The energy giant has been fined and sanctioned by the Oil and Gas Authority (OGA), which may take further regulatory action regarding other matters it is examining in the UK Continental Shelf.
In this case, the regulator had previously consented to BP drilling two development wells and then giving further consent to conduct extended well tests on two wells in August 2019, subject to reporting requirements.
However, in November 2020 and following investigations by the OGA, BP admitted that it had failed to report as required.
The company’s own investigation found internal communications had broken down, there was no guidance in place for managing OGA consents, and there was a lack of awareness among engineers of consent requirements, the regulator said.
It added: “This lack of information unintentionally created an unregulated environment in which the OGA was unsighted of BP’s actions.
"This, in turn, could have exposed BP to a potential flare breach, of which the OGA would not have been aware and would have been unable to take prompt regulatory action. However, in this case there was no flare breach.”
This investigation and sanction, regarding the Vorlich field, follows the publication in October last year of a review by the OGA on industry compliance with regulatory obligations.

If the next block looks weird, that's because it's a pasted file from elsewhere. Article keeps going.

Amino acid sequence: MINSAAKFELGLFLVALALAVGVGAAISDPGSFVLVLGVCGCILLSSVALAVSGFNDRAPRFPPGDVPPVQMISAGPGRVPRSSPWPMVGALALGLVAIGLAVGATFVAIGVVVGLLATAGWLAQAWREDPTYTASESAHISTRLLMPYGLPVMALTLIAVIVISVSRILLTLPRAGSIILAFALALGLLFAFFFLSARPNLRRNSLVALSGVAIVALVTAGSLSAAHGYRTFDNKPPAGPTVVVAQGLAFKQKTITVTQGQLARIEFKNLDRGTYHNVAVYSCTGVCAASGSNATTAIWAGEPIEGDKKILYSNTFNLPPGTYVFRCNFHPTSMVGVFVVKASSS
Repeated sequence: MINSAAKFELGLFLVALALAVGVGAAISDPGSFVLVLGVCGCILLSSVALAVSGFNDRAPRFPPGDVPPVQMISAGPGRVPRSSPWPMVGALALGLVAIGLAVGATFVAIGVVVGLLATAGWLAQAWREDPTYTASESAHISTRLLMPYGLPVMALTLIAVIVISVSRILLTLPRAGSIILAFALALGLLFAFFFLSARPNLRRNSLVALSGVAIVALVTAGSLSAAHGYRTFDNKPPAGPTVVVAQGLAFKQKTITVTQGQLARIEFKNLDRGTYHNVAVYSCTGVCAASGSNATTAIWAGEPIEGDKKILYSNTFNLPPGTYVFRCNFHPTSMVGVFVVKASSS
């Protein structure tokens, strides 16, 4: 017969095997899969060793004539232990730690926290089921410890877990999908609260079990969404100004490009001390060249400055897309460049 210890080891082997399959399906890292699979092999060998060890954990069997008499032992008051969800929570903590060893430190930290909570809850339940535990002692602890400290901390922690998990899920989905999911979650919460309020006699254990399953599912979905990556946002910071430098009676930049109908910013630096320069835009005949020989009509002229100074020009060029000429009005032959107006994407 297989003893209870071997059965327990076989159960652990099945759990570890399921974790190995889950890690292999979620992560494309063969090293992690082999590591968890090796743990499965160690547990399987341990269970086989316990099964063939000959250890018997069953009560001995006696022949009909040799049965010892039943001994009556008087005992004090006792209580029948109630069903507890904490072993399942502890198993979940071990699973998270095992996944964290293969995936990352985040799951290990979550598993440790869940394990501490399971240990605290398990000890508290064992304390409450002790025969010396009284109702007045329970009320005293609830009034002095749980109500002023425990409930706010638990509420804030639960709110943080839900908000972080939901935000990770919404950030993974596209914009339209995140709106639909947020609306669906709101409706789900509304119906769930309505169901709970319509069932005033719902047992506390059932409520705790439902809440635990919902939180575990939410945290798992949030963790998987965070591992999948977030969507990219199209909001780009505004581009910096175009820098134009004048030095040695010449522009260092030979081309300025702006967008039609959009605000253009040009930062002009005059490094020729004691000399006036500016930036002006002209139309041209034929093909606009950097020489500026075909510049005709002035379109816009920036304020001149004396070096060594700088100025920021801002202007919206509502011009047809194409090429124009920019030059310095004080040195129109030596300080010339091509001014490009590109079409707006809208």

That document “recognised that industry is improving, following earlier interventions, but stressed the importance of maintaining the high standards now achieved by the majority, and the need for a minority to catch up”.
OGA acting director of regulation Jane de Lozey said: “We are committed to maintaining a strong regulatory regime to uphold standards and ensure a level playing field for licensees and operators in the UKCS.
“On this occasion BP has fallen short of our expectations but, since becoming aware of the breach, [it] has engaged positively with the OGA to investigate the cause of the failure and reaffirmed its commitment to compliance with its regulatory obligations in future.
“We will continue to work with industry to improve compliance, and we are currently considering other matters within the UKCS that may result in further regulatory action.”
The penalty is the latest for BP, which was fined billions regarding the 2010 Gulf of Mexico oil spill.